The term ‘robust age assurance’ measure was queried, as was the reference to an age assurance ‘page’. Concerns about a ‘chilling effect’ on adults using services, and how to comply with data minimisation when conducting age assurance measures were also raised.

The ICO’s response:

The case studies provide examples of ISS which pose the highest data processing risks to children, and where research indicates that children are likely to access these adult services. The case studies have been updated to reflect more diverse outcomes when an ISS identifies that children are likely to access a service. Rather than restricting access, some case studies now result in the ISS lowering the data processing risks, making the platform appropriate for child users or putting high risk data processing behind an age-assurance system. New case studies have been added for ISS that do not pose high data processing risks. These suggest that after conducting the assessment, only minimal action, if any would be required.

The focus of this guidance is to assist ISS in the assessment of whether children are likely to access a service, so that appropriate steps can be taken as outlined in the code. ISS should refer to our Commissioner’s Opinion on age assurance for further guidance; it will be updated according to our position on likely to be accessed in due course.

Age assurance must be conducted in accordance with data protection principles (eg data minimisation, purpose limitation), and ISS are accountable for choosing the method most appropriate for the data processing risks that their service presents. Further information is available in our Commissioner’s Opinion on age assurance.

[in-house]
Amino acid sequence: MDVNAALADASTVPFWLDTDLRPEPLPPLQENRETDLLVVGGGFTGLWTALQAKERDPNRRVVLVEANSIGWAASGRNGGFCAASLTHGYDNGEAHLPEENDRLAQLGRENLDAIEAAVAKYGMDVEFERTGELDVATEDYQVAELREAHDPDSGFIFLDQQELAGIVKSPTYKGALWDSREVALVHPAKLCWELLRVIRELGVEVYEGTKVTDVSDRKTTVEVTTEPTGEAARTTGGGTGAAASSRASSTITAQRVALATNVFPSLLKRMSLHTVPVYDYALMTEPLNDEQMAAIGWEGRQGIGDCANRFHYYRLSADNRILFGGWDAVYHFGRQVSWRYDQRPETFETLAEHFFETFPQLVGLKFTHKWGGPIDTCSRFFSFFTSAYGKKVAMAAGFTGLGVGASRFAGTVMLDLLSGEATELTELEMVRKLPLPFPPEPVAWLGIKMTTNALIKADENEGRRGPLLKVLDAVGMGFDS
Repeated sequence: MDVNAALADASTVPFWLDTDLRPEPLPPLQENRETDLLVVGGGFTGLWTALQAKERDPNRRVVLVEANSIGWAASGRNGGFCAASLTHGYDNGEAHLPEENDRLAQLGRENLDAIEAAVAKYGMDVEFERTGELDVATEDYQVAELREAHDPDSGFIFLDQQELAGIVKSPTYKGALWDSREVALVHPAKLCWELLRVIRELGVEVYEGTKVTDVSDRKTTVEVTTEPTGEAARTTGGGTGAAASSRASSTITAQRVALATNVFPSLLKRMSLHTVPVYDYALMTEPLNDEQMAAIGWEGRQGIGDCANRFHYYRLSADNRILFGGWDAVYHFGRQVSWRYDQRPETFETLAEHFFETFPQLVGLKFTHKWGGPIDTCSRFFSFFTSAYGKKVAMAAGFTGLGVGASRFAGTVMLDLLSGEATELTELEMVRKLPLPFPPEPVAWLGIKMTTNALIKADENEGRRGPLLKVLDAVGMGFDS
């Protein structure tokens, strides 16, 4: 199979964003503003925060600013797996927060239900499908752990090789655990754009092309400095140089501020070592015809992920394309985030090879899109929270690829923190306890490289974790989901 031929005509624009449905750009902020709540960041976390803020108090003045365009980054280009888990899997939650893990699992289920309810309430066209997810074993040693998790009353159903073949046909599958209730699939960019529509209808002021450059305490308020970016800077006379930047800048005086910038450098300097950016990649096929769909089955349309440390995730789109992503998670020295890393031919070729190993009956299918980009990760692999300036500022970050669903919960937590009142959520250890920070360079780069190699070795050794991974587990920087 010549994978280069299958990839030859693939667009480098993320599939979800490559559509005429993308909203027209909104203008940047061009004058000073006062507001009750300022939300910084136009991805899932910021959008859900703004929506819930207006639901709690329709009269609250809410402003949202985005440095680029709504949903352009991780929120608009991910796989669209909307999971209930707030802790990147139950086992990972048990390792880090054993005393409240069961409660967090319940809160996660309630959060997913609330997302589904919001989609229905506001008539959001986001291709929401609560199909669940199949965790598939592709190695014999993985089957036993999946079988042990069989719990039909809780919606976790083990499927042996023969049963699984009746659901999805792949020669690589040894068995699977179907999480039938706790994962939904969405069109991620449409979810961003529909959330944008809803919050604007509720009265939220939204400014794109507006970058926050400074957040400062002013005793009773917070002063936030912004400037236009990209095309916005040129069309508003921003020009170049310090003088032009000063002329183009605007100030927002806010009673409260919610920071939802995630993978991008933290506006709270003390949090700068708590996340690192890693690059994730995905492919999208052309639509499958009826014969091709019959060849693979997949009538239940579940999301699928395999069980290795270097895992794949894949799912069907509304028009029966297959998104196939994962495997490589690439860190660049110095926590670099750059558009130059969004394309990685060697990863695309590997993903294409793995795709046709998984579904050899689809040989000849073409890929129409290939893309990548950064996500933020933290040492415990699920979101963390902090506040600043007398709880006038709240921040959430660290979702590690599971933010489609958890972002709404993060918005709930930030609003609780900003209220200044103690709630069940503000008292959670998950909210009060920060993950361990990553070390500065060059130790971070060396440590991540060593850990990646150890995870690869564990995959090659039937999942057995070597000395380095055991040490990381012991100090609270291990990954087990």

References to age assurance ‘pages’ were used to highlight where the page may not be within scope of the code under the circumstances outlined in the guidance. We recognise that there are a range of age assurance measures available, not all of which are conducted on an ‘age assurance’ page.

See our Commissioner’s Opinion on age assurance for further information.

Feedback on potential costs, burdens, impact on harms

We have reflected on feedback on impacts and the impact assessment has been updated accordingly. The updated impact assessment provides more clarity on the methodology used in assessing impacts, as well as more detail on the impacts using a cost benefit analysis framework, and the affected groups we have considered. You can read more in the Likely to be accessed impact assessment.

Next steps

We continue our work on the code through a variety of workstreams to support our delivery of the ICO 25 objective of empowering responsible innovation and sustainable economic growth.

We will promote the guidance and engage with organisations regarding their feedback via stakeholder engagement events which will be arranged in autumn 2023.

We continue to work closely with Ofcom through the DRCF on this area of joint regulatory interest to ensure a cohesive approach.

The Commissioner’s Opinion on age assurance will be updated to reflect the guidance on likely to be accessed in due course.

We have recently published our evaluation of the Children’s code. Within it is a learning point that states the ICO should continue to monitor and evaluate the code and any additional guidance or clarifications related to children’s privacy. This is currently being considered by the ICO’s Children’s Privacy Board.

Please see our ICO 25 strategic plan for further information. Our evaluation of the Children’s code is also available here.

1 From the NSPCC, Microsoft and British Board of Film Classification.

2. See page 8 for Online Safety and Data protection workstream.